• Sounds like a great idea! I can't wait to try this. :) – Nick Gammon Apr 8 '17 at 6:42

If you want the absolutely lowest power method of logging data every so often, then you will want to carefully consider all of the necessary steps.

The lowest power CPU I know of is the MSP430 from TI (originally from a company in Germany that TI bought.) It can run a real-time clock on about $1\:\mu\textrm{A}$ and start back up from that sleeping state to full-speed operation in $1\:\mu\textrm{s}$. You do your tiny bit of work and then shut back down. There's nothing close that I know about. (I love Microchip because of how they support me [better than TI], but their "nanowatt" devices don't even come close.)

The next thing is storage. The absolutely lowest power writable, non-volatile memory I know about is FRAM (or FeRAM.) Luckily, TI has fielded some MSP430's with FRAM inside. So this makes things even better. The problem here will be the limitations in the amount of internal FRAM that you can achieve in current devices.

So the next problem becomes persisting that captured data to a larger persistent storage device. You've suggested the use of a webserver, I suppose thinking this might provide access to large scale flash storage. However, you could attach flash storage, as well, to the MSP430 w/FRAM and periodically to block write transfers from the FRAM to the flash storage device. These would consume power. But only so often as absolutely necessary.

On the other hand, you could consider Wifi communications. But transmitters and receivers take power, too. You may want to consider various devices for that purpose (and here, you could use an ESP32 that you'd activate from time to time using the MSP430 to do that) in order to transmit blocks to a process running on an internal, connected PC (or similar.) This option could be compared to the connected flash option I mentioned in the previous paragraph, for total energy per sample.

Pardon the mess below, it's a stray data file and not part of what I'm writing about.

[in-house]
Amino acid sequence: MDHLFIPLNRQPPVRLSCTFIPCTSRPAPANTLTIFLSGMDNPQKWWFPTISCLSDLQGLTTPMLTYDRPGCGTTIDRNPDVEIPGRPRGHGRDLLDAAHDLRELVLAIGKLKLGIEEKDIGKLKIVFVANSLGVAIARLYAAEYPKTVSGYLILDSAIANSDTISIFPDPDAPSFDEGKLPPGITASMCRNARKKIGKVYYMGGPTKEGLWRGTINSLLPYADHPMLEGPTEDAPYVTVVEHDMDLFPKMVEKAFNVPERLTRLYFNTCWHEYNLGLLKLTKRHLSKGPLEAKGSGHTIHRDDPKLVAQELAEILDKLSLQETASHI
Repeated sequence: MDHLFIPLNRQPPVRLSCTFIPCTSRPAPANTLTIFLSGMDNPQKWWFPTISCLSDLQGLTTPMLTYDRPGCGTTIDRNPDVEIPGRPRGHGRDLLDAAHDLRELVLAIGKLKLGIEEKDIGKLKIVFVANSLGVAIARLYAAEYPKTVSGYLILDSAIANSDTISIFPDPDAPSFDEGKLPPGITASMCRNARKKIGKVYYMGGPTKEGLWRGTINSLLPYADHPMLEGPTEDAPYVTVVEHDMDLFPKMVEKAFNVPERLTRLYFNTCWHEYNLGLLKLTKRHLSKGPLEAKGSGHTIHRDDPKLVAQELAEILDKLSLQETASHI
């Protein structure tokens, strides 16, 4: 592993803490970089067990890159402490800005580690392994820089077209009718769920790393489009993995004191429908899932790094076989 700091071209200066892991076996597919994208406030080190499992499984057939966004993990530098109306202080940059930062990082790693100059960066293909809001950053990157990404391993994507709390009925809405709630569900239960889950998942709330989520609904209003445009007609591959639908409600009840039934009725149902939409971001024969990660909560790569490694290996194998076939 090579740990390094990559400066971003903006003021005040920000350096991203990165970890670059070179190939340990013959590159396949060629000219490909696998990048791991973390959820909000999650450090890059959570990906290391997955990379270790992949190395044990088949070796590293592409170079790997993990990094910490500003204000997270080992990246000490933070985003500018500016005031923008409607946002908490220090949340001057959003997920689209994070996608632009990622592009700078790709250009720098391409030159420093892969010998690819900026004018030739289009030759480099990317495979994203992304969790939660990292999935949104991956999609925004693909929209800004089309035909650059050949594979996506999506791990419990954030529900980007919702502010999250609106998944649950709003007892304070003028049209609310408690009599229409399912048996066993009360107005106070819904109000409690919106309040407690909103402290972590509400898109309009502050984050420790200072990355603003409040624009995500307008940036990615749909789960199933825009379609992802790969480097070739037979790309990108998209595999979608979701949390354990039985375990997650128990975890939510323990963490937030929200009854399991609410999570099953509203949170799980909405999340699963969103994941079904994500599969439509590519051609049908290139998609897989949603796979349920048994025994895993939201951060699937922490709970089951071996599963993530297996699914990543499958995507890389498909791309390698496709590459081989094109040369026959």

I don't think you can construct a lower powered device for doing the periodic data captures, though, than simply using an MSP430 with FRAM and its VLO or 32kHz clock. Any custom-designed device using COTS ICs are likely to consume more energy per sample. (Though I'd be interested to see an example that does better.)

• Thank you for your help, I'll make sure to look at the MSP430. – Anthony C Apr 8 '17 at 1:33
• Suggesting two MCU's (to reduce power) seems a bit over the top and quite unnecessary for this type of simple application. – Jack Creasey Apr 8 '17 at 5:02
• @JackCreasey I'd probably just buy an external FRAM, if needed. But I also think that these ESP devices are dirt cheap and work well for Wifi without requiring much knowledge, so I allowed for that aspect. That's all. – jonk Apr 8 '17 at 16:23
• FRAM certainly has it's place where high speed is needed, but I'd posit not in a data logging application. It's expensive, and small data sizes compared to EEProm for chip mount or even SDCard for removable. – Jack Creasey Apr 8 '17 at 18:37
• @JackCreasey yeah. I agree about the cost. But I don't have ANY data size info from the OP or any info about procedures the OP is willing to accept for transfers of that info. Let alone budget. Lacking that, neither of us can say much. – jonk Apr 8 '17 at 18:38